Pakistan has summoned the U.S. ambassador after President Donald Trump threatened to cut off billions of dollars in aid and accused Islamabad of being a safe haven for extremists.
Trump’s comments, which came on January 1 in his first tweet of 2018, have riled Pakistan, which reacted angrily in turn by accusing the United States of “mistrust."
A U.S. Embassy spokesman confirmed on January 2 that Ambassador David Hale had been summoned to meet with Pakistani officials, but he refused to comment further.
Trump’s tweet said that the United States has “foolishly” given Pakistan more than $33 billion in aid over the last 15 years, “and they have given us nothing but lies & deceit, thinking of our leaders as fools.”
“They give safe haven to the terrorists we hunt in Afghanistan, with little help. No more!" he added.
The White House then confirmed it would continue to withhold $255 million in military aid to Pakistan out of frustration over what it has characterized as Islamabad's obstinance in confronting terrorist networks. It first started a “temporary withholding” of the funds, part of a $1.1 billion aid package authorized in 2016 by Congress, in August.
Pakistani Defense Minister Khurram Dastgir Khan returned fire in a tweet, noting that Islamabad "as anti-terror ally has given free to US: land & air communication, military bases & intel cooperation that decimated Al-Qaeda over last 16yrs, but [the United States has] given us nothing but invective & mistrust."
Foreign Minister Khawaja Mohammad Asif told Pakistan's Urdu-language Geo Television that "the United States should hold its own people accountable for its failures in Afghanistan."
"America is frustrated over defeat in Afghanistan. America should take the path of dialogue instead of using military might in Afghanistan," he was quoted as saying.
Asif added that all financial aid from the United States had been "properly audited" and that "services [were] rendered."
The Afghan Ambassador to the United States Hamdullah Mohib welcomed Trump's tweet.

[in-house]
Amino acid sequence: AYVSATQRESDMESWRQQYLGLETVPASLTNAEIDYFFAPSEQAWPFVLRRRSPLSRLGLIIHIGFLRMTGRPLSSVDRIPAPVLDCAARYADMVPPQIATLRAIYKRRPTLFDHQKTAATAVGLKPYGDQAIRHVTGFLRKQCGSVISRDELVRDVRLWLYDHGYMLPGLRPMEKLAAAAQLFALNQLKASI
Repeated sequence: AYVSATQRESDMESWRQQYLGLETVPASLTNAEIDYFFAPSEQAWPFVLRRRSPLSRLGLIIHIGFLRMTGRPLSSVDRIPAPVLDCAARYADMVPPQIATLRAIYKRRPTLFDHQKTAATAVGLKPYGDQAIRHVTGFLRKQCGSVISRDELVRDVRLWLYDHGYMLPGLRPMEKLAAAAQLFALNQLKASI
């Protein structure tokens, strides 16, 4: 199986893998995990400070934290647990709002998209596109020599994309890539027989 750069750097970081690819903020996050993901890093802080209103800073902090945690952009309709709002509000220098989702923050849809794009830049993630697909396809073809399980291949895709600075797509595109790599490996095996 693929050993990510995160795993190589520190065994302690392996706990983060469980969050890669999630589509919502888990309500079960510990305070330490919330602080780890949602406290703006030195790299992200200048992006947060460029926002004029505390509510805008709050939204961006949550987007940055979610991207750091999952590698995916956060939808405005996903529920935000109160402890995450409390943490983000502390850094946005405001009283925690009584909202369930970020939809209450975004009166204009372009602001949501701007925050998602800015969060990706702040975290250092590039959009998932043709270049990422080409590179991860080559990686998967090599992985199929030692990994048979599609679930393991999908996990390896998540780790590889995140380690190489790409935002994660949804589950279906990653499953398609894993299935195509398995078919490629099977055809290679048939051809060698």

Pakistan “receives funds from the United States to fight against terrorists, but it has not destroyed terrorist safe havens from where terrorists continuously carry out attacks in Afghanistan,” he told RFE/RL on January 1.
"[Trump’s tweet] is a positive message for us, should U.S. pressure on Pakistan increase,” Mohib added. “If the funds that Pakistan receives from the U.S. are cut off, this can exert direct pressure on Pakistan and we welcome this effort."
However, China gave Islamabad its backing, with Foreign Ministry spokesman Geng Shuang saying that Pakistan “has made a prominent contribution to global antiterror efforts."
"The international community should fully recognize this," he added.
Trump and U.S. Vice President Mike Pence have in the past accused Islamabad of supporting terrorist groups that the U.S. president once called “agents of chaos." U.S. officials have also demanded that Pakistan act against the Taliban and Haqqani network.
The frequency of suspected U.S. drone attacks near the Pakistani-Afghan border has increased notably since Trump introduced his Afghanistan strategy in August.
After a meeting with Afghan President Ashraf Ghani and Chief Executive Officer Abdullah Abdullah at the presidential palace in Kabul late on December 21, Pence had sharp words for Islamabad, saying that while Pakistan had much to gain from working with the United States, it also has much to lose by harboring "criminals and terrorists."
"President Trump has put Pakistan on notice," Pence said at the time.